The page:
(LifeSiteNews) — Brexit leader Nigel Farage has announced the start of a new initiative to fight the “de-banking” of U.K. citizens after a dossier showed that his financial accounts were canceled for his political views.
“I will be launching, over the course of the next few days, an exercise designed to gather together all of those that have been de-banked,” Farage wrote in a piece published by The Telegraph.
“I’m hoping to build a very large database of cases to find out which banks are the worst offenders and what the commonest reasons are, so that we can prepare and present a lobby to ministers, and to Parliament, in order to achieve fundamental change.”
Farage was recently de-banked by the private bank Coutts for his political views, according to a dossier he acquired through a Subject Access Request.
The former politician stated that NatWest, the group that owns Coutts, “has morphed into a woke warrior” that is “obsessed with public displays of political correctness rather than focusing on the business of managing and making money.”
“Banks should not be and must never become political organizations,” he added.
“Sadly, a bank account being closed at short notice has made it almost impossible for many people to get a new account opened in time,” Farage noted. “Some people have been ruined as a result. This is especially true of small business owners who take cash payments, whether they run a local window cleaning firm or a pawn broker.”
“This is especially true of small business owners who take cash payments, whether they run a local window cleaning firm or a pawn broker. Not having a bank account in the 21st century makes it almost impossible to function. Any bank employee who has allowed such a state of affairs to exist should have this on their conscience.”
“Now, I intend to be their voice and to campaign for the cultural and legal changes that our banking system needs,” Farage announced.
Farage said that he has been in contact with numerous others in the U.K. who have been de-banked. He encouraged them to make a Subject Access Request (SAR), to find out why they were canceled by their bank. Under the U.K.’s General Data Protection Regulation, every citizen has the right to receive all personal information an organization has about them by submitting a SAR.
The former leader of the UKIP (U.K. Independence Party) stressed that de-banking could happen to many more people in the future if nothing is done to oppose the trend.
“It might be said that the cultural problem within our banks has, so far at least, only affected a small proportion of the population,” Farage said. “But if these institutions continue to believe they can become moral arbiters, monitoring the social media profiles of account holders, the numbers affected will quickly grow. Our current rulebook, backed up by aggressive compliance departments, has proved to be a sledgehammer that has missed the nut. It isn’t money launderers but innocent people who are paying the price. It simply cannot continue.”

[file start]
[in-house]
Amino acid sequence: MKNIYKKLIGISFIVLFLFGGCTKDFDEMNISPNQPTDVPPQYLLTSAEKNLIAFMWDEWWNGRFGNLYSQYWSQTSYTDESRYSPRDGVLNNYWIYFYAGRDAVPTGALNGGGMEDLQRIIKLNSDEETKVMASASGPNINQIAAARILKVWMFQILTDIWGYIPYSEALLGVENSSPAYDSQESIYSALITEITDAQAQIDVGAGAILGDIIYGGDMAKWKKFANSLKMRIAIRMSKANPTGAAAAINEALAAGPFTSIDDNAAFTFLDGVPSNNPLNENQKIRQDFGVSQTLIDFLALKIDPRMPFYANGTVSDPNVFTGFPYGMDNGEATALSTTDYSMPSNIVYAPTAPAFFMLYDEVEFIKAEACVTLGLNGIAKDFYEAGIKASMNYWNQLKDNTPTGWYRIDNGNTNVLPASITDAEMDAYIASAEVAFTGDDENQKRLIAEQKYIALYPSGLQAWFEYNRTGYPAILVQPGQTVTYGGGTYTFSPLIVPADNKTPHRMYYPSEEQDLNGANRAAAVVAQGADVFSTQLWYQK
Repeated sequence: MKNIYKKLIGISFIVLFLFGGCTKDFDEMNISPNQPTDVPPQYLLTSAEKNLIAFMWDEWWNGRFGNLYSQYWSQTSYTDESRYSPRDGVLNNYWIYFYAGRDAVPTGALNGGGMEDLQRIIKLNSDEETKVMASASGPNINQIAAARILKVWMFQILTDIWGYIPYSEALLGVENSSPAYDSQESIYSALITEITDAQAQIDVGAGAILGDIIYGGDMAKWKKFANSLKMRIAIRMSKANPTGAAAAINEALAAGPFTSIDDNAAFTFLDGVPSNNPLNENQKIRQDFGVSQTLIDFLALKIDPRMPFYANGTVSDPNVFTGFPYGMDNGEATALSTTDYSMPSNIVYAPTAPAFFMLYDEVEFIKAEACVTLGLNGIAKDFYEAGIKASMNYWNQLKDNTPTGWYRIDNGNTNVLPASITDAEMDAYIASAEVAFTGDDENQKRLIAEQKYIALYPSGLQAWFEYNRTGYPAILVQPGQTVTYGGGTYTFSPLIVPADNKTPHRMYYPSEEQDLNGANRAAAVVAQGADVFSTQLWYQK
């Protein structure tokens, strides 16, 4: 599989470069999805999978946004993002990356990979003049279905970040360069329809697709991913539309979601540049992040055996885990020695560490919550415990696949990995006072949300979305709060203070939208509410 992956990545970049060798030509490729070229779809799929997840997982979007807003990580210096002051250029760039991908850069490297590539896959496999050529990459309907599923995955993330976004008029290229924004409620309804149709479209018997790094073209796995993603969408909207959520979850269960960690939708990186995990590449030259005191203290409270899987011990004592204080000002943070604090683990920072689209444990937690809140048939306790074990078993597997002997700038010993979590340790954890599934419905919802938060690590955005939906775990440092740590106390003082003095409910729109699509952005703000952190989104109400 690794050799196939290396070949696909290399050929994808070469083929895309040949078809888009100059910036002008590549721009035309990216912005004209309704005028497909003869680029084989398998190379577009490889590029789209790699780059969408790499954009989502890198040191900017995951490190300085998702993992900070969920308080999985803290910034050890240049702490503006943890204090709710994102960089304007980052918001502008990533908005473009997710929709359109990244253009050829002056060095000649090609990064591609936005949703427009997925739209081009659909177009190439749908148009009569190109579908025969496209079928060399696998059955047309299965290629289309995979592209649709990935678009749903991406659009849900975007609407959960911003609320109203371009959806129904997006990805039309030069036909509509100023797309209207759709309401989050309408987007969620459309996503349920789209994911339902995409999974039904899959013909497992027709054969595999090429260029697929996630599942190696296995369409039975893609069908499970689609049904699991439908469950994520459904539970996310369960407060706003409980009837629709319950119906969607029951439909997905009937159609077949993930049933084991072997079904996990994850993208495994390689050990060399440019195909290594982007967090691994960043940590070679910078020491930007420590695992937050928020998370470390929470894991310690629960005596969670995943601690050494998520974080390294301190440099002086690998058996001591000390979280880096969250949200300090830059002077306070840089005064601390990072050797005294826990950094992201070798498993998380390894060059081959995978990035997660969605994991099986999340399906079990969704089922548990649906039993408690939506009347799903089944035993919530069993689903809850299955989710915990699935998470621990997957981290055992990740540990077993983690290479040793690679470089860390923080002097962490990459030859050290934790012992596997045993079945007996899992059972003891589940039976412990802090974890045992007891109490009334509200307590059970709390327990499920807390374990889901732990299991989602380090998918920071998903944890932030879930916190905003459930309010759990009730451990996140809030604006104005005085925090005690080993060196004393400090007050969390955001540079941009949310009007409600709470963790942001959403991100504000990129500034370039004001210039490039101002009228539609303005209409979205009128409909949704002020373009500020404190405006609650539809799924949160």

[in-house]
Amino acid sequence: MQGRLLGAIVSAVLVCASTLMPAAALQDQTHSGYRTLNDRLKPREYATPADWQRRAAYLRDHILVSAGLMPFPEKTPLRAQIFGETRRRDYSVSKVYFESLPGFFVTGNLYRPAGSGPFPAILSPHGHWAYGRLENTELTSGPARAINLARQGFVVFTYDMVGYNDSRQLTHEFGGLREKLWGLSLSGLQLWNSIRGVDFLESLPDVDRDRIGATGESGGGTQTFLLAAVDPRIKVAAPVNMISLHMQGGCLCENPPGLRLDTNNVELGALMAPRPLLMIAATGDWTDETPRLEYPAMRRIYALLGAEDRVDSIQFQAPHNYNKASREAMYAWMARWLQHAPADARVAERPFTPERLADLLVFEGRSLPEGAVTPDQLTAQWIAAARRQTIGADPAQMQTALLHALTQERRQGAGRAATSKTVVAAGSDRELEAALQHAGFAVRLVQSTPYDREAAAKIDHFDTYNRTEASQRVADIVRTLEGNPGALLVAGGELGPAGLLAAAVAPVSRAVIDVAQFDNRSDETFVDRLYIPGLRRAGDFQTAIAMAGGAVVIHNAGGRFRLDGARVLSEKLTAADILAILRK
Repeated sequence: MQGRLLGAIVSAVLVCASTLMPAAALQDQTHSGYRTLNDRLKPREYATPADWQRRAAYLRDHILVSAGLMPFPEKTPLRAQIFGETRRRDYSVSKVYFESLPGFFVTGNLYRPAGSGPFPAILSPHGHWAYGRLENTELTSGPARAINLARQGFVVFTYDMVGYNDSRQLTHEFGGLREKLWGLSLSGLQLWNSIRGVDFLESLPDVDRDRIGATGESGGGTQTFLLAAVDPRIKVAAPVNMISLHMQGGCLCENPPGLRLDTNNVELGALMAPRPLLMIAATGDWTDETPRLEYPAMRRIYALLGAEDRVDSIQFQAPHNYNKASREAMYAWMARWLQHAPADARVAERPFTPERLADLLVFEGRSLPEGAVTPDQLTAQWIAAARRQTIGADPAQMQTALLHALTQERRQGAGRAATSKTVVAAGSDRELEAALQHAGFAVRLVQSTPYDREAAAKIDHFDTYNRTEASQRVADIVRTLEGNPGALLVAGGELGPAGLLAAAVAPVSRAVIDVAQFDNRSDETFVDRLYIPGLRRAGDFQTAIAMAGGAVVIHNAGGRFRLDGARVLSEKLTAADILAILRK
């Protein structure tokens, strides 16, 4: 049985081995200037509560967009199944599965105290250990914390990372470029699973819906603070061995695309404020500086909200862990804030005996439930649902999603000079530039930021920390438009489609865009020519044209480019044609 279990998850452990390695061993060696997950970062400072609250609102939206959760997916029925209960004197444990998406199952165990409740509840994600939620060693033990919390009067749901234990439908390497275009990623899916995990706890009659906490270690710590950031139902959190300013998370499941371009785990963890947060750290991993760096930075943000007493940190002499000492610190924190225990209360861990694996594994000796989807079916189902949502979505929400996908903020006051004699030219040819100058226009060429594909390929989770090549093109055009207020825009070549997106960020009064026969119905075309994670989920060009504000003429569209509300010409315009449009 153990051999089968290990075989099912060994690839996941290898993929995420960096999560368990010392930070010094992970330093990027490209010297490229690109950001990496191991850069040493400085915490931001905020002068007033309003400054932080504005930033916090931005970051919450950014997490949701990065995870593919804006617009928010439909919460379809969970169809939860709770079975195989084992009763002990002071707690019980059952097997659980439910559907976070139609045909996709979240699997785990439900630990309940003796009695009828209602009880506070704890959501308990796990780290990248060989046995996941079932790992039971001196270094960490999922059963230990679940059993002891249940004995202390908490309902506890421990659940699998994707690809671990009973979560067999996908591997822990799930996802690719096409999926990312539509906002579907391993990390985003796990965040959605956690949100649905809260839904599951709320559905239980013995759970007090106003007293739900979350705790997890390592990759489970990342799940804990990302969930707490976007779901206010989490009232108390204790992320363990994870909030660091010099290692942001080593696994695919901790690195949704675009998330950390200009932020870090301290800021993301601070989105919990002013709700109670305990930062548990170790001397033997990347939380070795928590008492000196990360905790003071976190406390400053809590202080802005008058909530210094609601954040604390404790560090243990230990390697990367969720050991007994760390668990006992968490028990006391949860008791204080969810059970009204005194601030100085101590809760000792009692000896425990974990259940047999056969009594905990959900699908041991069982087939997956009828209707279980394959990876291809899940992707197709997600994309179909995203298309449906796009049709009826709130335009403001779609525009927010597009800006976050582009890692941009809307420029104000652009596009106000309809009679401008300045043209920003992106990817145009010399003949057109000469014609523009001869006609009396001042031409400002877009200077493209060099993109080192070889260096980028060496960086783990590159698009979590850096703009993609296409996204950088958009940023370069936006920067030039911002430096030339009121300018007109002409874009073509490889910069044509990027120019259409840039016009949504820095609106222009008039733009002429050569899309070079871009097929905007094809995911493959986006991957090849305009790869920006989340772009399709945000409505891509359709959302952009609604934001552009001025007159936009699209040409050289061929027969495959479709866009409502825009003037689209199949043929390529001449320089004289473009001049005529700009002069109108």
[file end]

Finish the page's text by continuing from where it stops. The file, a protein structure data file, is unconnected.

“I will be asking people out there to come and join me. Let’s fight this,” he concluded.
The timeline of the Nigel Farage de-banking scandal
In June, it was made public that Farage’s bank accounts at the private bank Coutts had been shut down without proper explanation. The former UKIP leader claimed that his accounts were shut down for “political” reasons and he warned about “the ultimate form of tyranny” that could form in a cashless society, where banks would have the ability to control people’s access to money.
The BBC tried to rebut Farage’s claim that the closure of his bank accounts was politically motivated. The network published a story, in which they claimed that a “source familiar with Coutts’ move” had told them that Farage’s accounts were closed because he fell below the threshold that is required to bank at Coutts. The prestigious bank requires customers to hold at least £3m in savings or invest or borrow at least £1m with Coutts.
Farage was set to debunk the BBC report and submitted a SAR to Coutts to find out why they had really de-banked him. The bank sent Farage a 40-page dossier, which was published by the Daily Mail and showed that the former UKIP leader was indeed canceled for his political views.
The bombshell document revealed that Coutts decided to shut down Farage’s accounts because they “did not think continuing to bank” Farage “was compatible with Coutts given his publicly-stated views that were at odds with our position as an inclusive organization.”
Some of the views that Coutts found unacceptable were Farage’s continued support for former U.S. President Donald Trump and his friendship with the unvaccinated tennis superstar Novak Djokovic. The dossier also named his opposition to “net zero” policies, and a retweet of a “transphobic” comedy sketch by British comedian Ricky Gervais as problematic. The document furthermore claimed that Farage is “xenophobic and racist.”
At the same time, the authors of the Coutts dossier admit that Farage’s “economic contribution” was “sufficient to retain on a commercial basis.”
Following the publication of the dossier, multiple ministers expressed their concern over Coutts’s methods and backed Farage. After Farage publicly accused NatWest CEO Dame Alison Rose of leaking the inaccurate information about his personal finances to the BBC, Rose had to admit that the accusations were correct and resign from her position.
The BBC then publicly apologized to Farage “over its inaccurate report about why his account at Coutts bank was closed.”
At last, Coutts CEO Peter Flavel stepped down as well, citing Farage’s case as the reason for his resignation.